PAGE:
Andrew Ishak: The Language of Time, Video Creation, and Sports
Andrew Ishak's (pronounced Isaac) work is focused on communication of teams and organizations that work in high-pressure situations, such as tactical police units, fire crews, and sports teams. His recent research is aimed at understanding organizational training for lifesaving critical teams (e.g., wildland fire crews, SWAT teams). He has also conducted research projects on various topics within communication and sport and is the co-editor of a book on sports and identity. He is currently researching the effects of cohesion in intramural and intercollegiate teams.
Ishak is also the main instructor for Public Speaking at Santa Clara University and consults with organizations and individuals on public speaking and interview preparation. He approaches the course using techniques gathered from his research on the training of teams that perform in high-pressure situations.
In this episode, we get into Ishak’s career path, how time impacts communication, his 2018 video-creation journey, random sports knowledge, and more.
Gavin Cosgrave: How did you get interested in communication?
Andrew Ishak: I was working in search engine marketing, and I just hated my job. The people were interesting, the things we were doing were interesting, but I felt like we were making the world a worse place. We were trying to get people who couldn’t afford to take out mortgages to take out mortgages.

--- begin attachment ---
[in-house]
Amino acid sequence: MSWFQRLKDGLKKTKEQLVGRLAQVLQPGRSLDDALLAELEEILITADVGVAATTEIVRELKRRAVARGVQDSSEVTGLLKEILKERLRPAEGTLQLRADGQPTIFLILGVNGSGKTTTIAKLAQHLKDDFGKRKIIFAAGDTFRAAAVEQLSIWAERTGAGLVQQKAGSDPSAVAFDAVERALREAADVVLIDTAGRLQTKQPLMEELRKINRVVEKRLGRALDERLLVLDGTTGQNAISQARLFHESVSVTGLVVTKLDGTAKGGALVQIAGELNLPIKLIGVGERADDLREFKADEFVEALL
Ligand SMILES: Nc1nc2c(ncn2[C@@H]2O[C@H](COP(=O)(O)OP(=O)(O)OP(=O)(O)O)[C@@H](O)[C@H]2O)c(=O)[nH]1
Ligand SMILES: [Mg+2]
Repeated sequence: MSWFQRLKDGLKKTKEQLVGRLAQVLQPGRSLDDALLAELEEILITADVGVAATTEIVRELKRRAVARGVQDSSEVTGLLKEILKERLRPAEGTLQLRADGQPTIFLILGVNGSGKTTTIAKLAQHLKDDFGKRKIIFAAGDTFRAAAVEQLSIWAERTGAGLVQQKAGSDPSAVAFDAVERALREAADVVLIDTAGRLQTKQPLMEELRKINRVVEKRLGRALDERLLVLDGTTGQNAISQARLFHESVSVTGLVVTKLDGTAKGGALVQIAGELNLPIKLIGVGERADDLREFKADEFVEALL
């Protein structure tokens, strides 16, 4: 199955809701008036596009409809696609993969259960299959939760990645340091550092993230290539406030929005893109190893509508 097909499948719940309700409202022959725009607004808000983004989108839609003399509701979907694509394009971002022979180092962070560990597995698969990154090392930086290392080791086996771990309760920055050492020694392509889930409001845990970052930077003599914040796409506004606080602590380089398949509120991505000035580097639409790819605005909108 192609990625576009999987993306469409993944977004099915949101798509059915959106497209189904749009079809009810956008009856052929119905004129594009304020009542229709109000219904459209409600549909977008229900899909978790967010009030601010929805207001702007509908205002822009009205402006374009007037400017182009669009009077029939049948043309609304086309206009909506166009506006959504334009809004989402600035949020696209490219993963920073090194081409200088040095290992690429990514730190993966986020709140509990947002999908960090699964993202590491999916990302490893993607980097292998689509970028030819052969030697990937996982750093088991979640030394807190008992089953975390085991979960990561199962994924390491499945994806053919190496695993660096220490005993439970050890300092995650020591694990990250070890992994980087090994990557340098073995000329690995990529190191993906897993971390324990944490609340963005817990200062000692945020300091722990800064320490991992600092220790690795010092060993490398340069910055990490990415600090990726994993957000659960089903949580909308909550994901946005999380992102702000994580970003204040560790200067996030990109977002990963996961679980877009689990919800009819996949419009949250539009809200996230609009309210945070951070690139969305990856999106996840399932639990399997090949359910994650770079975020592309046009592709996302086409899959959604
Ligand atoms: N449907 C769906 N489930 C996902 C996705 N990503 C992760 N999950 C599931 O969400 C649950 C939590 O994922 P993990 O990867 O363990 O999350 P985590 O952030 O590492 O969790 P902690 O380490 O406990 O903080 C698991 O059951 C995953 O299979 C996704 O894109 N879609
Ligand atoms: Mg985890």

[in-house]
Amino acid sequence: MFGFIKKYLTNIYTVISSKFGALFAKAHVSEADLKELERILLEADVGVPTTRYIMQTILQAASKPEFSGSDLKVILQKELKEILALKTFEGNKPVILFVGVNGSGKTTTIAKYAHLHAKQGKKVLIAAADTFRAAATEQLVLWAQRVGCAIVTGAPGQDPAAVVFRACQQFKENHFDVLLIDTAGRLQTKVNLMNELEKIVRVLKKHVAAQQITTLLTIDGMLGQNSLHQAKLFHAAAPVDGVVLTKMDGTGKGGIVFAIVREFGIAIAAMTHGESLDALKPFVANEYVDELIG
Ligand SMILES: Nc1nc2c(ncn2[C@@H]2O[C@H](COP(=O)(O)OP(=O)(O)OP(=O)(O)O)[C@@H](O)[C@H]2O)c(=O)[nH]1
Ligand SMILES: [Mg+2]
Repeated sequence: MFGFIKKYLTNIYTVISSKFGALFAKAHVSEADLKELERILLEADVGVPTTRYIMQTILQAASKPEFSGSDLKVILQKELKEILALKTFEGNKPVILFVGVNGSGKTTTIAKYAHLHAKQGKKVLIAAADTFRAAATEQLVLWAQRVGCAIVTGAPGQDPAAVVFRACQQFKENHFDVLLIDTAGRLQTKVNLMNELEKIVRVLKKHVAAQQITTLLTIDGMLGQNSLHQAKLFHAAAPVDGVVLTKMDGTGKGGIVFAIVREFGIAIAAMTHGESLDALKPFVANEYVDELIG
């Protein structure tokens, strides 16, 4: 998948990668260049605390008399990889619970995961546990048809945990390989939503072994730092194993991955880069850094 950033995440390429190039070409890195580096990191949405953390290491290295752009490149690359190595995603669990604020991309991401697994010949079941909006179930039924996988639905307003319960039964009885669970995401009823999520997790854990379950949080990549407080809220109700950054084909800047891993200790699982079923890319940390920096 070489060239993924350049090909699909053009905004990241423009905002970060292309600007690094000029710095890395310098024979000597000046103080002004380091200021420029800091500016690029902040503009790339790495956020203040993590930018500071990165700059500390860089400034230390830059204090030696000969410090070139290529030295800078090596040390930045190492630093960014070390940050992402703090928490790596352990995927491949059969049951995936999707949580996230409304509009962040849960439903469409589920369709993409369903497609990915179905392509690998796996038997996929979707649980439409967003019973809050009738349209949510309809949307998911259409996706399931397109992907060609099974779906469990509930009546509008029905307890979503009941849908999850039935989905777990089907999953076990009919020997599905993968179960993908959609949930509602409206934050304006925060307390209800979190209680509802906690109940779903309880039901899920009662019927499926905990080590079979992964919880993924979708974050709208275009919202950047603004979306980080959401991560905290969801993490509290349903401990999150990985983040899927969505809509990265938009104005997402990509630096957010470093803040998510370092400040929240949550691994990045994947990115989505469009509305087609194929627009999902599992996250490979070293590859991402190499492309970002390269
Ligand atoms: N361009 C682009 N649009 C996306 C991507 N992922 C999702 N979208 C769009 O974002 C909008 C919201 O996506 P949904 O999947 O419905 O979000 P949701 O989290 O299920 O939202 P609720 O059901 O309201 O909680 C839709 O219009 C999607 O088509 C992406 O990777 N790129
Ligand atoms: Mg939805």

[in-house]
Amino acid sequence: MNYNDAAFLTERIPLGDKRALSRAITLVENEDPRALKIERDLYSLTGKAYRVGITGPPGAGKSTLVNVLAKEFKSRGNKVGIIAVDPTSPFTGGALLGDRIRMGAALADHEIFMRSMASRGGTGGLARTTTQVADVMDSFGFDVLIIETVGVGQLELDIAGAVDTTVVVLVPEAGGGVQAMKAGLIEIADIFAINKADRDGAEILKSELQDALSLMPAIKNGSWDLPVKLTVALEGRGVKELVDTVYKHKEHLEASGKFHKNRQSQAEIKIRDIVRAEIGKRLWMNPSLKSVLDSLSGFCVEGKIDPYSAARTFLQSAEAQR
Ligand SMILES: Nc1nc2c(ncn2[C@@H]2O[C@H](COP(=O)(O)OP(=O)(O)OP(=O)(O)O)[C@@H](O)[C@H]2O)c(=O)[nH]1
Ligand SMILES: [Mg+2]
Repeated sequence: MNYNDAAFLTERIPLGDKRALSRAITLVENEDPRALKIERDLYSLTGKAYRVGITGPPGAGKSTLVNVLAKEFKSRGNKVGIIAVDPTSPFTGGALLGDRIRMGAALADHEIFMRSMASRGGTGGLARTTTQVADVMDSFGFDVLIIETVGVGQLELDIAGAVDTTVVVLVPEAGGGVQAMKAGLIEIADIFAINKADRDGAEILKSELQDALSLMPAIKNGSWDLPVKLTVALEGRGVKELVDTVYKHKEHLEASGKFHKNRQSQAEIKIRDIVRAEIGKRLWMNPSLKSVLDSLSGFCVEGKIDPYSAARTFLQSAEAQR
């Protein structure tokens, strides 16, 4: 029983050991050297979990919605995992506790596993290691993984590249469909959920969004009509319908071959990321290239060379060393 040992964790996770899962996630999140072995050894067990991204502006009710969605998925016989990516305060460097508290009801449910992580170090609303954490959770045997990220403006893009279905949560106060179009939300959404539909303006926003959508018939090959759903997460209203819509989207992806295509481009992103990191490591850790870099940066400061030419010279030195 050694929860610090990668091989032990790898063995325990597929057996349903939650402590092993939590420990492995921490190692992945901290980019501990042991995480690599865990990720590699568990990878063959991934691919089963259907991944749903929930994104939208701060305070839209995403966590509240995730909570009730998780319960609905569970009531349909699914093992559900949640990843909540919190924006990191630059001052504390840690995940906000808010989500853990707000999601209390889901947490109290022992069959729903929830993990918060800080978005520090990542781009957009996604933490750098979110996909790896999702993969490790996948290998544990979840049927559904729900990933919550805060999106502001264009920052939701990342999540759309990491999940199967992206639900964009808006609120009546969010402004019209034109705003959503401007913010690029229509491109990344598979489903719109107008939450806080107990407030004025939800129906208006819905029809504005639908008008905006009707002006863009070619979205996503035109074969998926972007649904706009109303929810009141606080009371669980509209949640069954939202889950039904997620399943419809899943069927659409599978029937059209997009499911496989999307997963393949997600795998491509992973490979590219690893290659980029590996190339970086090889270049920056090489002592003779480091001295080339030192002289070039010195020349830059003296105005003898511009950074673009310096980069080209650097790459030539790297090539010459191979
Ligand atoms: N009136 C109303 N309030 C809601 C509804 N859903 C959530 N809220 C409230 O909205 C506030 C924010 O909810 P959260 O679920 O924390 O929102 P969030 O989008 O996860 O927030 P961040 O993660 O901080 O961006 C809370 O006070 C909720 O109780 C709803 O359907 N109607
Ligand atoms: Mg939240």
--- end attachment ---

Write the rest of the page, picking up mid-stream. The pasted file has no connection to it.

I was fascinated by how people would use these strange terms. Instead of “What’s the big picture?” they would say “What’s the view from 30,000 feet?” I was fascinated by how people couldn’t use the easiest term. That’s called neology, it’s the creation of new words.
GC: What is chronemics?
AI: Chronemics comes from the same root word as chronology, it’s the study of time as a non-verbal component of communication. There are different non-verbals: gestures, facial expressions… but timing matters as well. Let’s imagine you send a message to someone you’re interested in. You see three dots, then you still see three dots for like ten minutes. All sorts of things run through your mind. The response comes back and it’s “sounds great.” And you wonder why it took so long. That’s an example of how timing affects our interpretation of a message. Humor is another good example: timing matters so much for good humor.
You and I have a 10:30 meeting, and we show up at 10:30 because that’s how it works in the U.S. In Egypt or Brazil or Mexico or Argentina, you say 10:3o and you can show up in the morning sometime. The meaning of those words depend on the culture. We don’t think about it because we take time for granted.
AI (discussing topics from one of his favorite classes): What is now? How long is now? Is it an instant? 30 seconds? today’s era? 2 years? The longer we think about now, the more we think about future generations. If I think about now as 50 years instead of 1 year, I’m more likely to plant trees. Our conceptualization of time has changed how we do everything. People get upset when something doesn’t get delivered in 2 days. Ten years ago, you just went to the store. We’ve changed how we think about when things are delivered or messages are received.